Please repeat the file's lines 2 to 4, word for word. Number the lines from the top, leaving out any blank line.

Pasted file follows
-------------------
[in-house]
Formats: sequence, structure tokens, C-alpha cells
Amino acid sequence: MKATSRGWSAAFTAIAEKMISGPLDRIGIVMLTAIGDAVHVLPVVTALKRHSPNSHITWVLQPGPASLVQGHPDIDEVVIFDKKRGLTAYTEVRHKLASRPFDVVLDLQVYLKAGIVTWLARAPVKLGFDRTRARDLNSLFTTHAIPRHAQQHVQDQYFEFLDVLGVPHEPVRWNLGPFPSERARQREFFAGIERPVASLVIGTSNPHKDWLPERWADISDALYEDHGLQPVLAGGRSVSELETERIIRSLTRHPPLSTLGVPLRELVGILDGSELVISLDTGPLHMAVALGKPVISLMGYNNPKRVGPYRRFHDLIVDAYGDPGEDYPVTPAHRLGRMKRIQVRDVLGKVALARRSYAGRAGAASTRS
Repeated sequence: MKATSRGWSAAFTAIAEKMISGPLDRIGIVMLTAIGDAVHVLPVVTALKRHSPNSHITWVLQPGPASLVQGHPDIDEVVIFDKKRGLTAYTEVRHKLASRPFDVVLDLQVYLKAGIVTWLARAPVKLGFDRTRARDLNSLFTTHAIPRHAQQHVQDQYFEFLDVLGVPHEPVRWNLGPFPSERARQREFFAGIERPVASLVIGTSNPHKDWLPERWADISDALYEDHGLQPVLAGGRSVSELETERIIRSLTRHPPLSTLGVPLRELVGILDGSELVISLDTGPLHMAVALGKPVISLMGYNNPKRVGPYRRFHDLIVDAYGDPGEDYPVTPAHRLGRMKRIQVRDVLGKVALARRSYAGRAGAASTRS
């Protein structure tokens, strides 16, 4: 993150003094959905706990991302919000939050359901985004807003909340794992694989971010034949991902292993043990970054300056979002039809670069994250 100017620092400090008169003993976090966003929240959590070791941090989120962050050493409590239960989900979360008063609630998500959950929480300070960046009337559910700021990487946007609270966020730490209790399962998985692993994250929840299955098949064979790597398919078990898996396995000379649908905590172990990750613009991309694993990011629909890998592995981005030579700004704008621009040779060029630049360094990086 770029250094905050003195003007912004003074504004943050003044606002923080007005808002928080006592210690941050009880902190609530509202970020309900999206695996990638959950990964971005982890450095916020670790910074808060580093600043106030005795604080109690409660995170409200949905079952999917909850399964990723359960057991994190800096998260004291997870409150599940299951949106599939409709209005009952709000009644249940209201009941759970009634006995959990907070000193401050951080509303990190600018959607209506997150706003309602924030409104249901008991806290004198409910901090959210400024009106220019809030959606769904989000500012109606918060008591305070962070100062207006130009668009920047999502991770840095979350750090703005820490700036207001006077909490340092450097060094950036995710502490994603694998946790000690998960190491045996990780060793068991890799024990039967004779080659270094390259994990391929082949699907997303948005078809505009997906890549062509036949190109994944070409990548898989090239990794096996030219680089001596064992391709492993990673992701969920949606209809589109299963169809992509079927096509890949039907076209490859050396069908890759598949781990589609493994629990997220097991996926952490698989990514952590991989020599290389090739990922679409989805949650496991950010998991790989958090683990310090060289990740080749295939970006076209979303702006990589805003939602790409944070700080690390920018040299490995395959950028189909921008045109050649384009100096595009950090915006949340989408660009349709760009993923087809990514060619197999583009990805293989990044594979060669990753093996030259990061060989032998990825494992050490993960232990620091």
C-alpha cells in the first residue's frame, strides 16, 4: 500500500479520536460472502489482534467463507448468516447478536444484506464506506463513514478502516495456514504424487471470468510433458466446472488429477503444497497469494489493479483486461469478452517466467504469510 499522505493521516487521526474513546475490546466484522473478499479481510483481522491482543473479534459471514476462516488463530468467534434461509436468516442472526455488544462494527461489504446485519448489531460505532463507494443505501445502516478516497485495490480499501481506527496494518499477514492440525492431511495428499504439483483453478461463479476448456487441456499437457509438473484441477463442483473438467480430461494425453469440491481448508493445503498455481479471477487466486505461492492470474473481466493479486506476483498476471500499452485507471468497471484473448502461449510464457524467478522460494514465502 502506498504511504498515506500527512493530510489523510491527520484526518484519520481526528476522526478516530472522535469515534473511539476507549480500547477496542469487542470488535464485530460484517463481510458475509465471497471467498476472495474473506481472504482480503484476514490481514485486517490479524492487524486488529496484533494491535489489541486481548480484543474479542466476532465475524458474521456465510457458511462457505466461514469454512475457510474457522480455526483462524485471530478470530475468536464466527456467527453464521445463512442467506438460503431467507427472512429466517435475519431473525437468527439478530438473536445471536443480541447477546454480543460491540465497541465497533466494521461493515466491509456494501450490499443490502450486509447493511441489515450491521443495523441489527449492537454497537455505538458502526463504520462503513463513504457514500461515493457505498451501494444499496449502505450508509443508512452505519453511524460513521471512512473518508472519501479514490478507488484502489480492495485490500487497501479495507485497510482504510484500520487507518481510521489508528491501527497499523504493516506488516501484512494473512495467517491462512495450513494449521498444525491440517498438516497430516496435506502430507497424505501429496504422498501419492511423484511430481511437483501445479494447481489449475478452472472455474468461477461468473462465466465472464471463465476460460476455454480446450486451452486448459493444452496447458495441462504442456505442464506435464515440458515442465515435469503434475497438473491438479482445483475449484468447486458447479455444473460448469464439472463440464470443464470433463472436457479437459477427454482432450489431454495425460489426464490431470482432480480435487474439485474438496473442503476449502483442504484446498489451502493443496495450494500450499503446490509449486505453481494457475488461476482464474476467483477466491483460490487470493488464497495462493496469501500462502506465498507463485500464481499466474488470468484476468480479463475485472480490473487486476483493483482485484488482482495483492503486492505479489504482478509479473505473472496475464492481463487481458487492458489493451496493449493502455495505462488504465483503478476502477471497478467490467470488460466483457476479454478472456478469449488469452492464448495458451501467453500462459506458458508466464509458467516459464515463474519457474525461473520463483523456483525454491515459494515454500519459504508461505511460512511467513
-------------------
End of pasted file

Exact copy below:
Formats: sequence, structure tokens, C-alpha cells
Amino acid sequence: MKATSRGWSAAFTAIAEKMISGPLDRIGIVMLTAIGDAVHVLPVVTALKRHSPNSHITWVLQPGPASLVQGHPDIDEVVIFDKKRGLTAYTEVRHKLASRPFDVVLDLQVYLKAGIVTWLARAPVKLGFDRTRARDLNSLFTTHAIPRHAQQHVQDQYFEFLDVLGVPHEPVRWNLGPFPSERARQREFFAGIERPVASLVIGTSNPHKDWLPERWADISDALYEDHGLQPVLAGGRSVSELETERIIRSLTRHPPLSTLGVPLRELVGILDGSELVISLDTGPLHMAVALGKPVISLMGYNNPKRVGPYRRFHDLIVDAYGDPGEDYPVTPAHRLGRMKRIQVRDVLGKVALARRSYAGRAGAASTRS
Repeated sequence: MKATSRGWSAAFTAIAEKMISGPLDRIGIVMLTAIGDAVHVLPVVTALKRHSPNSHITWVLQPGPASLVQGHPDIDEVVIFDKKRGLTAYTEVRHKLASRPFDVVLDLQVYLKAGIVTWLARAPVKLGFDRTRARDLNSLFTTHAIPRHAQQHVQDQYFEFLDVLGVPHEPVRWNLGPFPSERARQREFFAGIERPVASLVIGTSNPHKDWLPERWADISDALYEDHGLQPVLAGGRSVSELETERIIRSLTRHPPLSTLGVPLRELVGILDGSELVISLDTGPLHMAVALGKPVISLMGYNNPKRVGPYRRFHDLIVDAYGDPGEDYPVTPAHRLGRMKRIQVRDVLGKVALARRSYAGRAGAASTRS